A substance with small molecules has strong covalent bonds that hold the atoms together in its molecules. There are weak forces between molecules and their neighbours. The structure and bonding of substances with small molecules explains their properties.
Melting and boiling are changes of state.
The more energy that is needed, the higher the melting point or boiling point.
There are intermolecular forces between simple molecules. Intermolecular forces are much weaker than the strong covalent bonds in molecules. When simple molecular substances melt or boil, it is these weak intermolecular forces that are overcome. The covalent bonds are not broken. Relatively little energy is needed to overcome the intermolecular forces, so simple molecular substances have low melting and boiling points.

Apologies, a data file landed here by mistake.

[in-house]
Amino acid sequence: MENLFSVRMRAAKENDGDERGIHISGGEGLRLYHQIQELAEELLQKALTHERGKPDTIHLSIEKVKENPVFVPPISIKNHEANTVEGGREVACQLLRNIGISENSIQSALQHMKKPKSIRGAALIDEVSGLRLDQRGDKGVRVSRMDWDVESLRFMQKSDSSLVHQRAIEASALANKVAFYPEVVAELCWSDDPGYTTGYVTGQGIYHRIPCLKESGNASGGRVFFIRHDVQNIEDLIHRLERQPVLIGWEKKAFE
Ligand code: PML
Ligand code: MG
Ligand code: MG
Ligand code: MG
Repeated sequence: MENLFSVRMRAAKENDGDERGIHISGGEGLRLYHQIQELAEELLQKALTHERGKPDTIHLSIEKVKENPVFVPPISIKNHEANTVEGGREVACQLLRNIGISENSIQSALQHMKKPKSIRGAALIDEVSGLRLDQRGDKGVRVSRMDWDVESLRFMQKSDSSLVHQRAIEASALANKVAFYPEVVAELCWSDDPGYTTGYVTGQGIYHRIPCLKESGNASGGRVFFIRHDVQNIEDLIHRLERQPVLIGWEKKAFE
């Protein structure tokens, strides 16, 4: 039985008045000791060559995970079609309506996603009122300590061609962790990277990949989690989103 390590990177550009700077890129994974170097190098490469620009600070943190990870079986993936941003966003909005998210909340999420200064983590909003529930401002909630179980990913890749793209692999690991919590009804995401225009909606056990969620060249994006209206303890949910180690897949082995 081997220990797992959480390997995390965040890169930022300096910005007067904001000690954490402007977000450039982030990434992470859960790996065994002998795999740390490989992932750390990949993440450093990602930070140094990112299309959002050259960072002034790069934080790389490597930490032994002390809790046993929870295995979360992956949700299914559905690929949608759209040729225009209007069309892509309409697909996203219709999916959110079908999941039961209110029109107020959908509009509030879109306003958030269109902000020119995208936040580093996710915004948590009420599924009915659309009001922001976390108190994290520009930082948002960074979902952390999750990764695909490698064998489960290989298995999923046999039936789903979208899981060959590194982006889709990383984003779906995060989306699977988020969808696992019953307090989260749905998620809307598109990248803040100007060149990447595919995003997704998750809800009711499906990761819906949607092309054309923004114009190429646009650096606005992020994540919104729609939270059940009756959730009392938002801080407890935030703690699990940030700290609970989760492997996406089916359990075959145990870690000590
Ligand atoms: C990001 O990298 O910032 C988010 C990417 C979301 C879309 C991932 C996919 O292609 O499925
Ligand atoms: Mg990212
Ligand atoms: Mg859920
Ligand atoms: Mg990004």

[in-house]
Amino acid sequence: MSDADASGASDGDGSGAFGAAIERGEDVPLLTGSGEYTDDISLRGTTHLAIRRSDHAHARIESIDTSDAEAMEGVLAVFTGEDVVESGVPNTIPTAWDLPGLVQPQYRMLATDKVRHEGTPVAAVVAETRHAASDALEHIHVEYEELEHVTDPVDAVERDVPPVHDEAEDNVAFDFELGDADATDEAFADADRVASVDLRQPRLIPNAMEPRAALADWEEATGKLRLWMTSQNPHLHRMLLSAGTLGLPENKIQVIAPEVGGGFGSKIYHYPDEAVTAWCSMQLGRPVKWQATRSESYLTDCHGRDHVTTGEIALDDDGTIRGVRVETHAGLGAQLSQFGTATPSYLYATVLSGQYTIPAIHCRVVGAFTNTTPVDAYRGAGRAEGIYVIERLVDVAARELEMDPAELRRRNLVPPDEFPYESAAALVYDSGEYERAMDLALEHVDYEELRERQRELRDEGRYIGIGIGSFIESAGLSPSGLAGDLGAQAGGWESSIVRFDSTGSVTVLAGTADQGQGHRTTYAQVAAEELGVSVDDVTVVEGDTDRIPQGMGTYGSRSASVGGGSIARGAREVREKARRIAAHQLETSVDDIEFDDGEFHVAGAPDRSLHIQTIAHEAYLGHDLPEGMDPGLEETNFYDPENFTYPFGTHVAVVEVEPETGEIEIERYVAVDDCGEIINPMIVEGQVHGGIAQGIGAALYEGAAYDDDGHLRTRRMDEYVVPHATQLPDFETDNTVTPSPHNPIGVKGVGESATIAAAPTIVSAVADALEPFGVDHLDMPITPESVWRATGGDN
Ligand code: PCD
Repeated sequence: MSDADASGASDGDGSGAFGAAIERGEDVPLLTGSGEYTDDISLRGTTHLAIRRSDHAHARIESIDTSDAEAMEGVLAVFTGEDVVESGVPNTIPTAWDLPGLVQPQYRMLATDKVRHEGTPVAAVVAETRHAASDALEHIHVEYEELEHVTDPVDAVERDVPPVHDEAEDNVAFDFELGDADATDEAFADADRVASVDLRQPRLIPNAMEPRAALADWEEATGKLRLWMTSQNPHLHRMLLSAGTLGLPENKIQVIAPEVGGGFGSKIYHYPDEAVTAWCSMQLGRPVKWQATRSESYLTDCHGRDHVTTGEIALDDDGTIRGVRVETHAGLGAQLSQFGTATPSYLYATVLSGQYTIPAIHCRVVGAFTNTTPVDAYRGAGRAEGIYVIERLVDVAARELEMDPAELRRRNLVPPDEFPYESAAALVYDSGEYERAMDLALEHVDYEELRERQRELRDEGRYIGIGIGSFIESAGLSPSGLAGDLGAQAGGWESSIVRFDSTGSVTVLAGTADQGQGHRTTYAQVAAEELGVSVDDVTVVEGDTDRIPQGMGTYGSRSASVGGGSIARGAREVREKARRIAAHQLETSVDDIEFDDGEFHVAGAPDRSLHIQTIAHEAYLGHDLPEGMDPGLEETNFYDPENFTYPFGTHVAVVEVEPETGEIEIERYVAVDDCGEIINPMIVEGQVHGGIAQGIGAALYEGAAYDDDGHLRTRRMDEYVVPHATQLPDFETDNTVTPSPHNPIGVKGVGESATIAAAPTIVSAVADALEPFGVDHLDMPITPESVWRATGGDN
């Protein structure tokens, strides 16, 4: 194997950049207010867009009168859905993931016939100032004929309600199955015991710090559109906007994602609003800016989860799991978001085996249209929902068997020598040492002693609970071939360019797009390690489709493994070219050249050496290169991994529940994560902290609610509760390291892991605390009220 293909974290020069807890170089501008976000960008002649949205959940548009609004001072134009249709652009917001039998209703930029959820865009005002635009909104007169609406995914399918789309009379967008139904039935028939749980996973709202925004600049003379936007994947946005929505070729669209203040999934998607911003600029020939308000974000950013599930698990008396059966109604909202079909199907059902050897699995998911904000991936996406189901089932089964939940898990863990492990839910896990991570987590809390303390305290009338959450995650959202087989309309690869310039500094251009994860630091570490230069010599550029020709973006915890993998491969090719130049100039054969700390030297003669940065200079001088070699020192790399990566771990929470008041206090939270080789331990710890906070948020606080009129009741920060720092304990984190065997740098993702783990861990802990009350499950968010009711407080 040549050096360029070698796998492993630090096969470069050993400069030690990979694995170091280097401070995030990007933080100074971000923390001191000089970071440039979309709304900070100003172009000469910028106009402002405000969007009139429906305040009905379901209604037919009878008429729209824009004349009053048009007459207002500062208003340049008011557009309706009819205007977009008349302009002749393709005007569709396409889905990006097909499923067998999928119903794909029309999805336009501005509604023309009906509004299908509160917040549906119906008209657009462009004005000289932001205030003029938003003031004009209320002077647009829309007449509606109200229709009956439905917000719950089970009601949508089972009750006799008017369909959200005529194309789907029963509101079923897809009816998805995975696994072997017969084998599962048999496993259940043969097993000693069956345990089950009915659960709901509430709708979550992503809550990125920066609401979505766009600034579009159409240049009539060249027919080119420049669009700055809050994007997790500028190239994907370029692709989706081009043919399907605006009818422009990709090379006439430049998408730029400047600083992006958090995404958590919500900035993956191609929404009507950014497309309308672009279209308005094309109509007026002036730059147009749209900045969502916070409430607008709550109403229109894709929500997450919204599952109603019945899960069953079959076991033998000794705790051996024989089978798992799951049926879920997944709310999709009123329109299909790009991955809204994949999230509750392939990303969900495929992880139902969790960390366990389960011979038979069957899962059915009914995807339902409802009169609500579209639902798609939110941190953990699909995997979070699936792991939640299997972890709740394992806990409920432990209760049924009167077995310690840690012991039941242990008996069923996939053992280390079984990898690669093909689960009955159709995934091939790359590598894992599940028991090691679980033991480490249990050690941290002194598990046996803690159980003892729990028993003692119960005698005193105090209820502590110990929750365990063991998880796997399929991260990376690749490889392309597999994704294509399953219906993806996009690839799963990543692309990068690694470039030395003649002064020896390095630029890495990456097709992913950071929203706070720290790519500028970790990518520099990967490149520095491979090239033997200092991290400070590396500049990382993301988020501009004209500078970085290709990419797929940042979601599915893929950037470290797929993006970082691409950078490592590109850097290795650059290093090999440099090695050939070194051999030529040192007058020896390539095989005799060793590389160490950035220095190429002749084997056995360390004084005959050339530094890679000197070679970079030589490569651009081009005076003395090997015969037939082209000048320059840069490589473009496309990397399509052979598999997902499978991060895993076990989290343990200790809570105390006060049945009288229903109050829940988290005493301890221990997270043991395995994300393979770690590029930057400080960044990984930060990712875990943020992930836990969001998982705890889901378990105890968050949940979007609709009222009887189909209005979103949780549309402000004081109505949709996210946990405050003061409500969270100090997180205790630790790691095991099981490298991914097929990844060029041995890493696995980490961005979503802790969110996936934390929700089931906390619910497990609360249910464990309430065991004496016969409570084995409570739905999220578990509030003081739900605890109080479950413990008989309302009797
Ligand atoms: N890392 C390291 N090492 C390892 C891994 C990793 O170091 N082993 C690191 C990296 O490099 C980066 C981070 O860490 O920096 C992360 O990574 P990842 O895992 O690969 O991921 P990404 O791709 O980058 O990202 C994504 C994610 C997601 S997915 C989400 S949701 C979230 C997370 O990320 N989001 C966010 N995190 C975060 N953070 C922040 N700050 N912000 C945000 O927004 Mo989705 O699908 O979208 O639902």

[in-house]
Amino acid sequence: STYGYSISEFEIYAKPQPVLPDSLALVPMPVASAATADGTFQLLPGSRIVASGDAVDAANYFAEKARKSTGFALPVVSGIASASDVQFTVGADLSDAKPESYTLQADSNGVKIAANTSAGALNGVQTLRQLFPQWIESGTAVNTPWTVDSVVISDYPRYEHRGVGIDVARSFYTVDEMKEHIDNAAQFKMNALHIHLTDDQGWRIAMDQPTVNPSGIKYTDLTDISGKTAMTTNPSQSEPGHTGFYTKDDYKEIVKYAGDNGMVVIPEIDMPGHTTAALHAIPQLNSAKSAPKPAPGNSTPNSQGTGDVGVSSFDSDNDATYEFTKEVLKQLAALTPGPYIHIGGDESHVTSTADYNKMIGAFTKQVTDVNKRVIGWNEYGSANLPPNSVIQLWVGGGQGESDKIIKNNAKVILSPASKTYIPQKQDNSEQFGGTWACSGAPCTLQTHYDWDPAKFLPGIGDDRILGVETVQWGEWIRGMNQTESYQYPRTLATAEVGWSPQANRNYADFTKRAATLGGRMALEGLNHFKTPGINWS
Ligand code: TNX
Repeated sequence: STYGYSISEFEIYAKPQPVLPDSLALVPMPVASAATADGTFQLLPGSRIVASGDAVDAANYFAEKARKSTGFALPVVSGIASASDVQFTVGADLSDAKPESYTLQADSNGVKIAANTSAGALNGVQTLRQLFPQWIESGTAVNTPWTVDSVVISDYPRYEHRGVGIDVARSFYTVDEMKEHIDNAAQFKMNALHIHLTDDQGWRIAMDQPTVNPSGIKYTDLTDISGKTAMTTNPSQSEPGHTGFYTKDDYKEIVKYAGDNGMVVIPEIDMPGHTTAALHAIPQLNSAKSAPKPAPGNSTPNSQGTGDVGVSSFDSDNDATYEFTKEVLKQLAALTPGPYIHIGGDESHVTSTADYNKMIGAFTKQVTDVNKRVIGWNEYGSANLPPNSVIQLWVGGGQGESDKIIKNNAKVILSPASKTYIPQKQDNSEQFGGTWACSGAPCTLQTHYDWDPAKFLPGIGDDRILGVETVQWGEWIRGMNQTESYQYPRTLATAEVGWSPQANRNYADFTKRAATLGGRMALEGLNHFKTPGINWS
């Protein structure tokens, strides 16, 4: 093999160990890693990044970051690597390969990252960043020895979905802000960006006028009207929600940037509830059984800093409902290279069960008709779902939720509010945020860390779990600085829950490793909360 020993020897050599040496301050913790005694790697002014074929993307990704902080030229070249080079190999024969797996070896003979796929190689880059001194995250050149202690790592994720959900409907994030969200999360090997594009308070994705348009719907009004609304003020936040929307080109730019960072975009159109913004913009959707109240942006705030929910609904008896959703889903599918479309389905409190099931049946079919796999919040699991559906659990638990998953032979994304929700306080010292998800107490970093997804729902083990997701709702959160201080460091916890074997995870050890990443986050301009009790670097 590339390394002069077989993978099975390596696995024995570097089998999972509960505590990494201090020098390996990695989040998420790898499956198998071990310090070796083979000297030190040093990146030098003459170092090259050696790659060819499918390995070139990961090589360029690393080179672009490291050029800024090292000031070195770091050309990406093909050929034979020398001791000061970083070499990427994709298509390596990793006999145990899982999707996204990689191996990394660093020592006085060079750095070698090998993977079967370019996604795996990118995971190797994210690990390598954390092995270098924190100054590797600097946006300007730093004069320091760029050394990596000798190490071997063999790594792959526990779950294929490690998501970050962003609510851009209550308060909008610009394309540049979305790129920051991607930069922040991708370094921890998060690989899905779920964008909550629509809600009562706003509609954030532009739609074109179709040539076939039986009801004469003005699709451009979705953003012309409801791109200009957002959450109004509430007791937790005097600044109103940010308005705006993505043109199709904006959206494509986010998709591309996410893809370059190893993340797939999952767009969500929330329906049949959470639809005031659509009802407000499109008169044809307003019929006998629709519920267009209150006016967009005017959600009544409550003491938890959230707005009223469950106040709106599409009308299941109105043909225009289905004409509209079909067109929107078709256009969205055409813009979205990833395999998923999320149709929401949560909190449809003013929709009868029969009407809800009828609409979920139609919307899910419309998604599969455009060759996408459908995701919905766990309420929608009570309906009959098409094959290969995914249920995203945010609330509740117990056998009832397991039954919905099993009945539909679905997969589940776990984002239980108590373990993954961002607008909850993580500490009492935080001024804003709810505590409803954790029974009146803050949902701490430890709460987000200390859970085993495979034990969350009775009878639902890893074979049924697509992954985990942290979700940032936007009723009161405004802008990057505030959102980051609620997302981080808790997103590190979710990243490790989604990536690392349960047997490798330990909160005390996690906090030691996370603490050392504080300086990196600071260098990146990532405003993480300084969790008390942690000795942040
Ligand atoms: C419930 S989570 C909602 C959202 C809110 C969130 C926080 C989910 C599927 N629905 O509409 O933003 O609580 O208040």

|Substance||Melting point||Boiling point||State at 20°C|
The intermolecular forces between water molecules are stronger than those between oxygen molecules.
In general, the bigger the molecule, the stronger the intermolecular forces, so the higher the melting and boiling points.
A substance can conduct electricity if:
Small molecules have no overall electric charge, so they cannot conduct electricity, even when liquid or dissolved in water.
Polymers are made up of very large molecules. The intermolecular forces between polymer molecules are strong compared to the intermolecular forces between small molecules. This means that polymers melt at higher temperatures than substances with small molecules. They are solids at room temperature.